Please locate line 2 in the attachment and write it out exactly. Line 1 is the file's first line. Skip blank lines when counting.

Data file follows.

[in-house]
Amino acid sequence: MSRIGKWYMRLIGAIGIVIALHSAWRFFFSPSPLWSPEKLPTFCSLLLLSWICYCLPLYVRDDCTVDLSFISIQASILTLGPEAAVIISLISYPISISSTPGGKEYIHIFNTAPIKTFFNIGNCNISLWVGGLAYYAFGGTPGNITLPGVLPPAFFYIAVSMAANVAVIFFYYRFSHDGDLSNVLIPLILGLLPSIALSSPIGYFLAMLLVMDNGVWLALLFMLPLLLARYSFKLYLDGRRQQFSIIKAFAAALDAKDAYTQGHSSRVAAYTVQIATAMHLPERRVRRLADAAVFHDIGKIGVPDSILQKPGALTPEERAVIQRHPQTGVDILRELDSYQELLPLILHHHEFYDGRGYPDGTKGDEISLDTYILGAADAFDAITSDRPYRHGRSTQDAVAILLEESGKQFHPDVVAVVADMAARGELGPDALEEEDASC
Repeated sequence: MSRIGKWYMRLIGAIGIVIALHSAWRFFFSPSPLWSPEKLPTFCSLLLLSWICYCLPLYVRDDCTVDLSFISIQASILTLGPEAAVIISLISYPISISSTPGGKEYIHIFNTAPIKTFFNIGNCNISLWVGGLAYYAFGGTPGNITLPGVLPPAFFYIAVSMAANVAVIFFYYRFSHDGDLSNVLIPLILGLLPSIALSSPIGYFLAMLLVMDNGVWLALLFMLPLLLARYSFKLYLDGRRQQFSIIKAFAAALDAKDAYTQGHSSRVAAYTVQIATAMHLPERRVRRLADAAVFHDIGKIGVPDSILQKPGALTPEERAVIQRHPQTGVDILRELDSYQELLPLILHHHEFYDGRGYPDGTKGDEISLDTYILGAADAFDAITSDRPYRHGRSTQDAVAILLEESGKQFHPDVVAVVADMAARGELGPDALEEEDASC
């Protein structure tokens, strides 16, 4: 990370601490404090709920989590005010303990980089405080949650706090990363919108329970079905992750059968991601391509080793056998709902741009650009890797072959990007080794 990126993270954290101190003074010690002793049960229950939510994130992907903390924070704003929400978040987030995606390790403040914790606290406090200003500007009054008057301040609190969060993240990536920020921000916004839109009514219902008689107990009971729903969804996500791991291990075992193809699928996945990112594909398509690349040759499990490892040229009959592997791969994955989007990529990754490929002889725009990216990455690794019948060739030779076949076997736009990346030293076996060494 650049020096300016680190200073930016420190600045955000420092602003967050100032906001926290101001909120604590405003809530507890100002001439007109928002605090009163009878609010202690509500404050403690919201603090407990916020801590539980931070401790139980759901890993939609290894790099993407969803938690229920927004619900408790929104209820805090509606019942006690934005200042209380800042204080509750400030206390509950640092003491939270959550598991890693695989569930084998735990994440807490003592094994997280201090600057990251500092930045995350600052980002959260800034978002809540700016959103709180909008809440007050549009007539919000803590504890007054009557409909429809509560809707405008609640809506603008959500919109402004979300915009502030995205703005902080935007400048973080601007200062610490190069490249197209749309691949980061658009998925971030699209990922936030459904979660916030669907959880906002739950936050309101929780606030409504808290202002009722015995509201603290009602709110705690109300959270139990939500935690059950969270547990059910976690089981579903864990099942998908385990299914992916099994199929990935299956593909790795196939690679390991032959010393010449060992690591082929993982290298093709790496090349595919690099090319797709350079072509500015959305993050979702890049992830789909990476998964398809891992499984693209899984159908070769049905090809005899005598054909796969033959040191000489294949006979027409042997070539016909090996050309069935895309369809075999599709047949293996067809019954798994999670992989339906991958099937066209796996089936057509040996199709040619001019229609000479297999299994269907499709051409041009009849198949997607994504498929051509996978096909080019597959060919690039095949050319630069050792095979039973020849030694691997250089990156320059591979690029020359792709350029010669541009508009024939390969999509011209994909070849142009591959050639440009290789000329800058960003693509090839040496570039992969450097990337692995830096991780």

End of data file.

Amino acid sequence: MSRIGKWYMRLIGAIGIVIALHSAWRFFFSPSPLWSPEKLPTFCSLLLLSWICYCLPLYVRDDCTVDLSFISIQASILTLGPEAAVIISLISYPISISSTPGGKEYIHIFNTAPIKTFFNIGNCNISLWVGGLAYYAFGGTPGNITLPGVLPPAFFYIAVSMAANVAVIFFYYRFSHDGDLSNVLIPLILGLLPSIALSSPIGYFLAMLLVMDNGVWLALLFMLPLLLARYSFKLYLDGRRQQFSIIKAFAAALDAKDAYTQGHSSRVAAYTVQIATAMHLPERRVRRLADAAVFHDIGKIGVPDSILQKPGALTPEERAVIQRHPQTGVDILRELDSYQELLPLILHHHEFYDGRGYPDGTKGDEISLDTYILGAADAFDAITSDRPYRHGRSTQDAVAILLEESGKQFHPDVVAVVADMAARGELGPDALEEEDASC